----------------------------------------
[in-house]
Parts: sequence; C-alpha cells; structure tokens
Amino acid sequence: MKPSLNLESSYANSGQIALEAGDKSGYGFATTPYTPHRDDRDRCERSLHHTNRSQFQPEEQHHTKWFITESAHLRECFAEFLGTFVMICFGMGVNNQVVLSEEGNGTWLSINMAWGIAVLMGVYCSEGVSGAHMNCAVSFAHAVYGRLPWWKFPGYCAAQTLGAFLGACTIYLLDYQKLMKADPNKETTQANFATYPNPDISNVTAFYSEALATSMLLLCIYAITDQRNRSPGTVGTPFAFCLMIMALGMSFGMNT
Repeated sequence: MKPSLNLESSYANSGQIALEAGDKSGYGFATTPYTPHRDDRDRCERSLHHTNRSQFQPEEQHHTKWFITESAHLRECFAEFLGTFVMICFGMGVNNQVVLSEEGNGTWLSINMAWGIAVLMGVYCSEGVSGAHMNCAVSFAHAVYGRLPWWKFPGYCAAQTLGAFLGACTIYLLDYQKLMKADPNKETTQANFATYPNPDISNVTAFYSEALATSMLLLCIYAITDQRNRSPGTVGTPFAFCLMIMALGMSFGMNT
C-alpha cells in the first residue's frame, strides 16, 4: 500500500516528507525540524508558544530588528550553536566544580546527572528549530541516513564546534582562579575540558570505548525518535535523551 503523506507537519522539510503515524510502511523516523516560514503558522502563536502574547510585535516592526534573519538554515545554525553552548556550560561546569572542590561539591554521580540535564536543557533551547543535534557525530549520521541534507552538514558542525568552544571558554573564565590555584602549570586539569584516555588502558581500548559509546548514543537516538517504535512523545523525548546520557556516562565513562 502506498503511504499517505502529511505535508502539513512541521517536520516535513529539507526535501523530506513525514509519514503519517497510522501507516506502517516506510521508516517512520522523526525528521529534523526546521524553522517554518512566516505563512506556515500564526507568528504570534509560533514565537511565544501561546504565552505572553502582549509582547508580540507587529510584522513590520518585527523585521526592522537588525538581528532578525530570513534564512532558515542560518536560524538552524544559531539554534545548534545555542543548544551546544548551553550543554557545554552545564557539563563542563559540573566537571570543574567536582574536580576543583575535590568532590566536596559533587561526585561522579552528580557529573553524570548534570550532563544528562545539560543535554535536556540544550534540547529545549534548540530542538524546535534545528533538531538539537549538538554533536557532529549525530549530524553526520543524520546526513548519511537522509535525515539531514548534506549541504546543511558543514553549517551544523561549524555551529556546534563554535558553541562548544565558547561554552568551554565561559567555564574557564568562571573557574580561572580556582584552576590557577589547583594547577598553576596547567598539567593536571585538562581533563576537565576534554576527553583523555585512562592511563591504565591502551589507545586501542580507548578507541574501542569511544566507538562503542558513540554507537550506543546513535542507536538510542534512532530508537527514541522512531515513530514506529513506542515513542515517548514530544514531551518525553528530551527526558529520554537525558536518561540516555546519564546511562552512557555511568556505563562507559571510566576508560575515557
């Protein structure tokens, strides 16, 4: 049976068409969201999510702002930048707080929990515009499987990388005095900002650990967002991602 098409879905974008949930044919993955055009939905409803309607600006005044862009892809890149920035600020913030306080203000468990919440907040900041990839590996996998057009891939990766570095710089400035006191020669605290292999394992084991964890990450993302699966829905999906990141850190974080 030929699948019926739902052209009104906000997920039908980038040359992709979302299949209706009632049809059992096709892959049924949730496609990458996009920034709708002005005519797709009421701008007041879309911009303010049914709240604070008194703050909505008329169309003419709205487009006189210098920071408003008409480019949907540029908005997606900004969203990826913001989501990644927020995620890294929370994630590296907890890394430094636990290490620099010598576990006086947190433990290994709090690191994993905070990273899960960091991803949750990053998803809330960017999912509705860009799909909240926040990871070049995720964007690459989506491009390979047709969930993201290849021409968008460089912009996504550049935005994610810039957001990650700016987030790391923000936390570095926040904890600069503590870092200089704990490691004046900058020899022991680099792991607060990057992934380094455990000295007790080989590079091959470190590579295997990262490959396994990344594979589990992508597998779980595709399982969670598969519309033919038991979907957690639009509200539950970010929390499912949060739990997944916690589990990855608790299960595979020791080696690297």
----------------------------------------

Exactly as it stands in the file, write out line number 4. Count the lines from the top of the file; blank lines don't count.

Repeated sequence: MKPSLNLESSYANSGQIALEAGDKSGYGFATTPYTPHRDDRDRCERSLHHTNRSQFQPEEQHHTKWFITESAHLRECFAEFLGTFVMICFGMGVNNQVVLSEEGNGTWLSINMAWGIAVLMGVYCSEGVSGAHMNCAVSFAHAVYGRLPWWKFPGYCAAQTLGAFLGACTIYLLDYQKLMKADPNKETTQANFATYPNPDISNVTAFYSEALATSMLLLCIYAITDQRNRSPGTVGTPFAFCLMIMALGMSFGMNT